Tom Dale, Senior Staff Software Engineer at LinkedIn and co-creator of Ember.js, in a post where he argues that compilers are the new web frameworks:
Native code tends to have the luxury of not really caring about file size—a small 40MB iOS app would get you laughed out of the room on the web. And AAA game titles accept minutes-long load times in exchange for consistent 60fps performance, but I shudder to think what a 30 second load time would do to the conversion rate of your e-commerce site, 60fps or not.
While I agree with most of his post, that compilers are becoming increasingly more a part of a web developers workflow and thus becoming very important to learn, this particular bit isn’t a fair one-to-one comparison in my opinion.
Web apps do not need to pre-load every single asset onto the device prior to running. If you were to weigh a fully native app next to its counterpart web app* you’d likely get a very similar result. It is just that a native app is downloaded mostly all at once and a web app can be loaded as needed.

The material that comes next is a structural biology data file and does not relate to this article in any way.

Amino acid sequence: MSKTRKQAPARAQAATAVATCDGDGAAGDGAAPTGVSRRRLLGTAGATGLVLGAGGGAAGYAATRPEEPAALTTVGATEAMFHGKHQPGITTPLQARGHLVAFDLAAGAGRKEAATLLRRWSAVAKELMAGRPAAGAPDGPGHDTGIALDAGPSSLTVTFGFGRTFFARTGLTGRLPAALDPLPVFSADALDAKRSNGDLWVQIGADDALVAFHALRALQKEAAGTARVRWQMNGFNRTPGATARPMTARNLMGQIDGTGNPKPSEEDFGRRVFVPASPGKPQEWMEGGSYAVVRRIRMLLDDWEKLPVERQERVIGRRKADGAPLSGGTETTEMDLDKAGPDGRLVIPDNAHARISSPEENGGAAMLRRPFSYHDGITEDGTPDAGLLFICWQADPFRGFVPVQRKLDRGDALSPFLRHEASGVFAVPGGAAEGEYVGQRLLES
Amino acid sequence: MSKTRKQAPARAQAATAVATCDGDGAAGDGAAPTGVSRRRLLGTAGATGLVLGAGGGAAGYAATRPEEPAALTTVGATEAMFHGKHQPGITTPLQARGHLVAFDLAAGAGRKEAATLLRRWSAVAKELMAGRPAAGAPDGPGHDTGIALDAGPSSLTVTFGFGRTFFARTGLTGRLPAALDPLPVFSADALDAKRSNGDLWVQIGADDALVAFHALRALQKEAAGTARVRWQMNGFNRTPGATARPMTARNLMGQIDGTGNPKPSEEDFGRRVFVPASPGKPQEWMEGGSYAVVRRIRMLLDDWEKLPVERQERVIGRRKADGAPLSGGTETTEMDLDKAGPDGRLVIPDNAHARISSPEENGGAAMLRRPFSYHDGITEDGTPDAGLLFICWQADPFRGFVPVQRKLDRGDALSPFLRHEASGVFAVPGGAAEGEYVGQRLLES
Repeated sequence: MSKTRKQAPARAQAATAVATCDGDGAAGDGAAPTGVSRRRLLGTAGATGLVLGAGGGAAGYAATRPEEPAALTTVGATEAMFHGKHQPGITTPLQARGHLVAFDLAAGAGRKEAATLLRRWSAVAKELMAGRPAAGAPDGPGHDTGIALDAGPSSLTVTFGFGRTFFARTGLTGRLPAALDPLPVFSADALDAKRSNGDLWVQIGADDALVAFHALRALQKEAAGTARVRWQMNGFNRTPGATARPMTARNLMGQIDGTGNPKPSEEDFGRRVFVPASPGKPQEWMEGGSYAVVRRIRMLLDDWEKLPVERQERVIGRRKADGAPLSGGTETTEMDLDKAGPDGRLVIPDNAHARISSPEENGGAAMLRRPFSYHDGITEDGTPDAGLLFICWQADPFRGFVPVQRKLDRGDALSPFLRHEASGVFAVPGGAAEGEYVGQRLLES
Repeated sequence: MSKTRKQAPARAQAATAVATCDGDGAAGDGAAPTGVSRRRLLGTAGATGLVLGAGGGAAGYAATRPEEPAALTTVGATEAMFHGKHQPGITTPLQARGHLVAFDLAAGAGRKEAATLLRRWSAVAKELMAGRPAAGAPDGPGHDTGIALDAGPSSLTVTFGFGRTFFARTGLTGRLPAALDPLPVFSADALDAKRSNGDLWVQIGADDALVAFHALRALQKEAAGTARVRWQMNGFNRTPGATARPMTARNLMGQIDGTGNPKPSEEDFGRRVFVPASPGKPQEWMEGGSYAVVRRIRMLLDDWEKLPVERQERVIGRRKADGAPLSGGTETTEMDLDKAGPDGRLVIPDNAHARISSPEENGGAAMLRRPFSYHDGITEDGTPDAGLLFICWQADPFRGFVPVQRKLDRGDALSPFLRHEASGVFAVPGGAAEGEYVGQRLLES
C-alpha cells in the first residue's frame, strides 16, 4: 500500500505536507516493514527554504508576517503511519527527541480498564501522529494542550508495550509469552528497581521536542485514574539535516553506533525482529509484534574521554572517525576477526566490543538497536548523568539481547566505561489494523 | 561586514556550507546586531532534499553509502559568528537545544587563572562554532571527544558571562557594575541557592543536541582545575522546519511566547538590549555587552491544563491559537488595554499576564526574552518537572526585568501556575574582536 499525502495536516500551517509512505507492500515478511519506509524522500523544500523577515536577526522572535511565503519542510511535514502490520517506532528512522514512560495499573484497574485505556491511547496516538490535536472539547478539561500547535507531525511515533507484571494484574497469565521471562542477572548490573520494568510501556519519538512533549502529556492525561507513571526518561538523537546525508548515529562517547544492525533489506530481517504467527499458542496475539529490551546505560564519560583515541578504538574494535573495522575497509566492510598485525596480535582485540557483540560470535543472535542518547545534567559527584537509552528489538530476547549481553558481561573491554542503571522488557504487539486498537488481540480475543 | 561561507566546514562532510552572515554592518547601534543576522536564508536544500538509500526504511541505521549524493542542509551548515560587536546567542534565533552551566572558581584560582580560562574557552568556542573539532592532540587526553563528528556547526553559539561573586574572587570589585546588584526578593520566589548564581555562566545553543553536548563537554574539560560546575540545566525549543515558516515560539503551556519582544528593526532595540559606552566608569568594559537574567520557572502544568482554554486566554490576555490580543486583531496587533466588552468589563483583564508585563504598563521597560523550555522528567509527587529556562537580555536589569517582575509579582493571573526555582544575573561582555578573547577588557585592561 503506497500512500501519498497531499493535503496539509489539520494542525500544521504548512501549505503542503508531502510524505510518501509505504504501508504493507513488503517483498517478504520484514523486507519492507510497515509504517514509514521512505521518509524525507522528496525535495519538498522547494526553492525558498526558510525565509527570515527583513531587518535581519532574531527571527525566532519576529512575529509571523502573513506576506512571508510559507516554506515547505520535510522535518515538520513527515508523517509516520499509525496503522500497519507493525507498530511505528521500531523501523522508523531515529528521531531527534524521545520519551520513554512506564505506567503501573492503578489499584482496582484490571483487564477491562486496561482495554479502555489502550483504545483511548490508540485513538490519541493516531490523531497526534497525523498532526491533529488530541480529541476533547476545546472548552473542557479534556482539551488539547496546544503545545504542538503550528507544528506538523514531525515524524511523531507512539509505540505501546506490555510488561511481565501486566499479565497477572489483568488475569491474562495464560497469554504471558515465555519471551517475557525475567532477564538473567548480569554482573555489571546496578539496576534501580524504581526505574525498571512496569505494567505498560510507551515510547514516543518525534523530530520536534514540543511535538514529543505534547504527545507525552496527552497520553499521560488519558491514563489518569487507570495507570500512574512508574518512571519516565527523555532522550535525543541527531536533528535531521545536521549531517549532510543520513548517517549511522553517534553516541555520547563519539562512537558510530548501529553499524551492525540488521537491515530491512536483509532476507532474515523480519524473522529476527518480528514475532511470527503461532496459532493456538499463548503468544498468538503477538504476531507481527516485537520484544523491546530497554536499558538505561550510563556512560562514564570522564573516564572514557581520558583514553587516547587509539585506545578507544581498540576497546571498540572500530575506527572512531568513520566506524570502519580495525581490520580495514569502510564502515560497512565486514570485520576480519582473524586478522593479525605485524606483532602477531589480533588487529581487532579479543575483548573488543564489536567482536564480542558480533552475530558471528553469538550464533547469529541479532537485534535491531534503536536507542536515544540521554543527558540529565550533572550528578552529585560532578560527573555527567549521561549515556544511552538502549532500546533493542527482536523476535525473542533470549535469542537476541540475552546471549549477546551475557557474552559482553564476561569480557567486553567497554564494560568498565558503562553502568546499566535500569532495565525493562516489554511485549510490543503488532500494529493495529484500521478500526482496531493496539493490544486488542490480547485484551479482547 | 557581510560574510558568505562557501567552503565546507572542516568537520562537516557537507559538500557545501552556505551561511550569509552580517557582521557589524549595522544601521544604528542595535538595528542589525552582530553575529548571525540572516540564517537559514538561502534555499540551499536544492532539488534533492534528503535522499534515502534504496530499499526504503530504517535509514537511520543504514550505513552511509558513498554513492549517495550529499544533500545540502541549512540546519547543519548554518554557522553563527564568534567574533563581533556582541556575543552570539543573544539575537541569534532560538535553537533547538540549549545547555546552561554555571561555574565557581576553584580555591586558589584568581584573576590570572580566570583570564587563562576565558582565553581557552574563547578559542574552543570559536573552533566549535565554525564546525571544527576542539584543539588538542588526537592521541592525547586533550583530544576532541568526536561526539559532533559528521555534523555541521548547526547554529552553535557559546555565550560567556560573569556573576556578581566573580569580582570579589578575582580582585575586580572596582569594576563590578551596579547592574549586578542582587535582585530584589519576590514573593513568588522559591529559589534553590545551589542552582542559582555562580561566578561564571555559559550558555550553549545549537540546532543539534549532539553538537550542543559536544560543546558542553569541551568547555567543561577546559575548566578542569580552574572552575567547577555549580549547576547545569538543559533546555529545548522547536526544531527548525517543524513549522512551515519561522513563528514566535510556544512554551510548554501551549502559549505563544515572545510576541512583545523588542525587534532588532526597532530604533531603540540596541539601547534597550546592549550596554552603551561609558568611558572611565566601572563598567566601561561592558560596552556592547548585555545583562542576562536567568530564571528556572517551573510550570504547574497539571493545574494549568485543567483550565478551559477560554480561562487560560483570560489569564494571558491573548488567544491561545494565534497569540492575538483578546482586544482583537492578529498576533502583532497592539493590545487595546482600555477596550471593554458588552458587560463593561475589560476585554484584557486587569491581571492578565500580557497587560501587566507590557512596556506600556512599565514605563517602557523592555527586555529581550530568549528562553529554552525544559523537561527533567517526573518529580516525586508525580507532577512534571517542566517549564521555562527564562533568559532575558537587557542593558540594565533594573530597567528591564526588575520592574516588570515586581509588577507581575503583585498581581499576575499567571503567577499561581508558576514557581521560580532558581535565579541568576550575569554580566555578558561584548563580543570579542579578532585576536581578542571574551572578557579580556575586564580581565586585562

But his point remains, more and more web apps are looking more like native apps. They are compiled, loaded, and completely obfuscated from the source code they originally started out at. I’m not sure if I feel this is good or bad for the web. But I do know that the barrier to entry in web development is higher than ever.
* Most web apps that have a direct counterpart on a mobile platform share lots, if not all, code these days so these comparisons are getting tougher and tougher to do fairly.